The Ganges is a sacred river, with a bad reputation. For over three decades now, successive Indian governments have allotted huge sums of money and made even bigger promises to clean it up. Hundreds of people have died while on hunger fasts in protest over the inaction and tens of thousands suffer from water-borne diseases carried by the river that over 400 million people rely on every day.
The 1,500-mile-long river originates in the Himalayan range from a glacier called the Gangotri and tumbles first southwards and then towards the east, draining a huge part of the northern plain. By the time it snakes across to the coastal state of West Bengal (where it meets the mighty Brahmaputra to form the world’s largest delta, the Sundarbans) it has dealt with a wide spectrum of anthropogenic pressures. In Rishikesh, the river is still relatively clear and mountain-fresh, but by the time it reaches the city of Kanpur, the Ganges is faced with an onslaught by polluting industries. A report by the Centre of Science and Environment found that 764 industries consume 1,123 million liters of water and spew back about half that volume as effluents. This is its darkest point as it turns a deep grey with untreated waste—mostly made of byproducts and rejects from the leather, paper, and pulp industries that gush in. Domestic sewage also accounts for a significant part—it flows in completely unfiltered and residents that live on the bank have claimed that the river here turns their utensils black.
It gets mildly better as tributaries dilute the effects of industry further downstream. In the holy city of Varanasi, one of the oldest in the world, Hindu pilgrims and tourists from all around the country not only flock to the river to pray to it but immerse ashes of their cremated loved ones into the flowing water. The belief is that it will help the soul attain salvation by virtue of its purity. However, corpses sometimes don’t fully disintegrate before they are immersed and - don’t picture this - they are left half-burnt and floating in the river.
Large-scale plans have been launched to clean the river and India as a whole such as the ‘Swacch Bharath Abhiyan’ and ‘Nemami Gange’ plans but critics say that the cleaning has been superficial. The Ganges still carries several pollutants that cannot be simply swept away or eaten by flesh-eating turtles as they once tried in the 1980s. One of the biggest problems is more basic - there seems to be a lack of a clear-cut understanding of what pollutants are actually in the water and how they affect it.
Dipro Sarkar is a Ph.D. student at the Indian Institute of Technology, Kanpur who has been working with his professor Dr. Rajiv Sinha on high-tech solutions to the first survey and analyze the pollutants—a step they say is necessary before any large or long-term cleaning scheme can make a difference. “Understanding the chemical components in each pollutant and tracing its source is the logical place to begin,” says Dipro, who worked on a pilot project to send a four-seater Cessna plane into the sky, fitted with four multispectral cameras that use monochrome sensors to monitor pollutants in the river. “When pollutants are discharged into [the] river, they create a long pathway that we call pollution plumes,” he explains. “And these are what we study from the sky. Traditional water quality monitoring methods are often unreliable and inadequate. Given the large scale of river systems, the remote sensing method offers a more reliable and comprehensive alternative for water quality monitoring.” Supported by Ministry of Human Resource Development, as well as WWF-India, the team sent their first plane up in 2016, which began to collect data on the water composition.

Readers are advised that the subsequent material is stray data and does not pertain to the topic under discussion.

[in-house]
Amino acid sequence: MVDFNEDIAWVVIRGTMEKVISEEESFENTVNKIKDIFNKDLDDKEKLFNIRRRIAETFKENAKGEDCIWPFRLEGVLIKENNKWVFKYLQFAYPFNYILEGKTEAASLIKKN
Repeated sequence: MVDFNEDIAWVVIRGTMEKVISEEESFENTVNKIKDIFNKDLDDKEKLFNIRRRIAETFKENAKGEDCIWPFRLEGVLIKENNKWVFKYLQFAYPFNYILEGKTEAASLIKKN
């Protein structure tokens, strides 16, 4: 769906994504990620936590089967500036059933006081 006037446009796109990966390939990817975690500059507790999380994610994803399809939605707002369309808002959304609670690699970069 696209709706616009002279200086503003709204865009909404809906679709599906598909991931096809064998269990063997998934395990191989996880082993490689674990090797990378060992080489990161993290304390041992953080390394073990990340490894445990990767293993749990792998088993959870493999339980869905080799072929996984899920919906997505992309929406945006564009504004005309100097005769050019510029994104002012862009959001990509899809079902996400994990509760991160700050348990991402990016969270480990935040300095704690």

“The reflection of light from the surface of the liquid in a water body depends on the amount of soluble and insoluble matters in it. At a higher concentration, these changes are visible to the naked eye, but in low concentrations, we use specialized optical filters and algorithms to isolate the wavelengths of light being reflected,” Dipro explains. They create false color composite images, which adds color to the wavelengths to better represent them, and help the team distinguish between the different parts of the river with varying concentrations of suspended pollutants and sediments. “Once we can trace them back to the sources accurately, we have more to then hold the culprits accountable,” says Dipro.
After the success of their pilot, Dipro and Dr. Sinha have been asked by the ministry to develop this further so they can deal with polluters better. Dipro says, “With new and cheap drones available in the market, anyone can send one up and help us add to our bank of information. The problem is now enforcement and more people must get involved with drones and drive to push for better laws and a cleaner environment. The future is here - and that is using the best available technology and the power of coming together to solve our biggest social and environmental problems.”